Again, the Selector returns about two pages of kick and snare loops.

Sifting through the loops we settled on this bottom loop because it leans into that classic lo-fi sound.

make a lo-fi beat with AI

Aside from the crunchy and subdued sound of the kick and snare, I like the rhythm itself.

The loop uses that classic minimal R&B rhythm inspired micro delayed MPC style quantization that was pioneered by beat-making legends like J Dilla.

You hear in a lot of lo-fi beats today too.

The result is pretty satisfying once I put it in my DAW.

Alright, we have a full kit going and it complements our loop pretty well.

Now it’s time to roll the dice a little bit and try to discover something in the low end to complement our guitar track.

Selection 3: OL1 Bass from Opium Lounge

To complement our guitar loop we may put a bass guitar filter on our Selector results.

To complement our guitar loop we put a bass guitar filter on our Selector results.

Nice, we get about 26 bass loops on our Selector session.

I’m looking for something that matches both the melodic and rhythmic elements of our guitar loop and two of those samples from the Opium Lounge works best.

make a lo-fi beat with AI

The bass guitar loops are both in the same key and they seem to use the same tone.

I like how the bass in these loops have funky long and short notes that may line up with the chord hits and runs in our guitar loop once we chop them up in Ableton.

What drew us to the loops in the first place is their tone. Somehow they both remind me of funk and jazz bass legend Jaco Pastorius’ tone.

Jaco’s track A Portrait of Tracy comes to mind in particular.

The bass loops come in A# minor, so once we throw it in my DAW we will have to transpose them down a couple of steps to match the guitar in D minor.

They match okay however we will need to spend some time tweaking the bass loops to make them suit the guitar track a little bit better.

Putting it all together

It might sound counterintuitive, however, sometimes putting limitations on yourself can help with sparking creativity in your songwriting.

I this case we limited ourselves to using only the recommendations that an AI tool gave.

It was pretty fun to work with these limitations and I think it produced an interesting result.

To finish our beat we will do a little bit of arranging, EQ, and sidechaining in my DAW.

Plus you can master your track once you bounce the final version.

 

 


Mastering is the crucial and final step in the music production process.

It’s the part where your track gets its last polish and presentation for release.

However, mastering isn’t just an extension of the mix. And it’s much more than window dressing.

Mastering plays an important role in your listener’s experience—in more ways than you may think.

In this article, we will explore the top 5 reasons mastering is crucial to how we listen to music today.

In case you’re on the fence about whether to master your track before people listen to it, this guide will explain why skipping mastering is a mistake.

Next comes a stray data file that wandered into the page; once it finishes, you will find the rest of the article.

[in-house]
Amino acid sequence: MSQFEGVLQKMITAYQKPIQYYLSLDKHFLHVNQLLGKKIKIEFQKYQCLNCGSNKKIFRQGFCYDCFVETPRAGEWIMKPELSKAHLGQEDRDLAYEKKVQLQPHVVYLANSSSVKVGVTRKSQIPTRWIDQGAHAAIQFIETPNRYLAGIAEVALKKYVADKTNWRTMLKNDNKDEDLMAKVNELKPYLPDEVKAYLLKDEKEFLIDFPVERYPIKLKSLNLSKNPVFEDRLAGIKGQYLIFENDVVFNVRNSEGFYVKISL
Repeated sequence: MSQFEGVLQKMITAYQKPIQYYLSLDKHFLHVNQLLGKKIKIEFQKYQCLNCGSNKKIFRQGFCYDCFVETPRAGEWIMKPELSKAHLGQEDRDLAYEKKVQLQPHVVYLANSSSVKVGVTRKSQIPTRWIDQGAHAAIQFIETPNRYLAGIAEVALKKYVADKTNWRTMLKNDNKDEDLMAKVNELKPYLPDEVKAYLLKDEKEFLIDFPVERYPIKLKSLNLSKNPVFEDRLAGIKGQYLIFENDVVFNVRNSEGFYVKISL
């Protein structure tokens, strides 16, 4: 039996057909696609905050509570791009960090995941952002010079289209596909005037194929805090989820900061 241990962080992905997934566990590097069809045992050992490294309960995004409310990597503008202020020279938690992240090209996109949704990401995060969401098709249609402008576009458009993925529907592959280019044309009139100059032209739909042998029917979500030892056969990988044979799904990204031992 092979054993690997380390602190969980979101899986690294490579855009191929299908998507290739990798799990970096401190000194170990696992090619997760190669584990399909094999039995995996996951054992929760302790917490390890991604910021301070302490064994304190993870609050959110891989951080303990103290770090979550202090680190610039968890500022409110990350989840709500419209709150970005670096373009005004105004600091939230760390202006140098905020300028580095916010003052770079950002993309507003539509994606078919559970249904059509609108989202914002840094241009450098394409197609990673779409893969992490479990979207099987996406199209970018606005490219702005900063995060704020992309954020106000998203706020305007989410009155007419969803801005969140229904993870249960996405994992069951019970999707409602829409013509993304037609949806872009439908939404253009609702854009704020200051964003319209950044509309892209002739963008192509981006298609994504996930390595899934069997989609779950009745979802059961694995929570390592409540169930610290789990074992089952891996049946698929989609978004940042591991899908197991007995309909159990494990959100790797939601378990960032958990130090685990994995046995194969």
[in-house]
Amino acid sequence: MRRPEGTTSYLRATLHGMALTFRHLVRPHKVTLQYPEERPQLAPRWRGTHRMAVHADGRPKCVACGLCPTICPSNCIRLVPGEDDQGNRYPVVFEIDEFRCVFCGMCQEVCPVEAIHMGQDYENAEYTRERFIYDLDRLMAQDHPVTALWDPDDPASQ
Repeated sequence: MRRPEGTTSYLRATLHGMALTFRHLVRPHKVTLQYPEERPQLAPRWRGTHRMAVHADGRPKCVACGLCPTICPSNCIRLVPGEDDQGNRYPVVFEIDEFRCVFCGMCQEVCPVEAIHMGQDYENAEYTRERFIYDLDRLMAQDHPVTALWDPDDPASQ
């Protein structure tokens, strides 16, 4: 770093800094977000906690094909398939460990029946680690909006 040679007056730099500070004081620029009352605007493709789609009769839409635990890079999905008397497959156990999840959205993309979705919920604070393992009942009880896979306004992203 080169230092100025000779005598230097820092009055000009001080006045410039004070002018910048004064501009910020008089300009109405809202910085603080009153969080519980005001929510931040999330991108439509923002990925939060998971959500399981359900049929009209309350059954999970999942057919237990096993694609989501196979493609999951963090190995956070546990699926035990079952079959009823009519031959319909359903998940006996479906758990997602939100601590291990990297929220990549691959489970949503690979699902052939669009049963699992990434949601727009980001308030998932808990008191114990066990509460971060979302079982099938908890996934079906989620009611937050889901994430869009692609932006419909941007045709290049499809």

Let’s jump right into!

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There are some times in life, you will find it hard to create and perform music, even for musicians who do that job for their living.

If you’ve ever been in this situation, it should not feel bad about it. Sometimes, it’s normal to be disconnected from creative work and motivation.

Make music long enough and you’re bound to wander through creative deserts now and then.

Some musicians feel frustrated to find audiences for their music.

For whatever reason, some people can’t feel the same inspirational passion that used to fuel their music.

If you believe that inspiration is something that magically appears out of nowhere, feeling creatively stuck can be especially frustrating.

Luckily, this mindset only tells one part of the story.

Here are three great strategies that help you to take meaningful musical motivation back into your life.

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One of the most important parts of music theory is the time signatures which is a great way to feel the beat.

Time signatures are the first thing a musician looks for on a piece of sheet music before playing a note.

But if you are just a beginner, you may find it difficult to understand what time signatures are.

Understanding what the numbers mean behind the strange fraction-ish looking symbols can be difficult.

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Distribution is the best way to make songs go viral. However, how do you do it effectively? How can you avoid some common mistakes musicians usually make?

There is a lot of confusion about Music distribution, about what it means, about how it works, and about how to do it right. Music distribution has changed dramatically since the Digital distribution has appeared.

So it’s time to make clear some of the confusion for all…

Here are 7 common mistakes musicians usually make that you need to forget. Continue reading →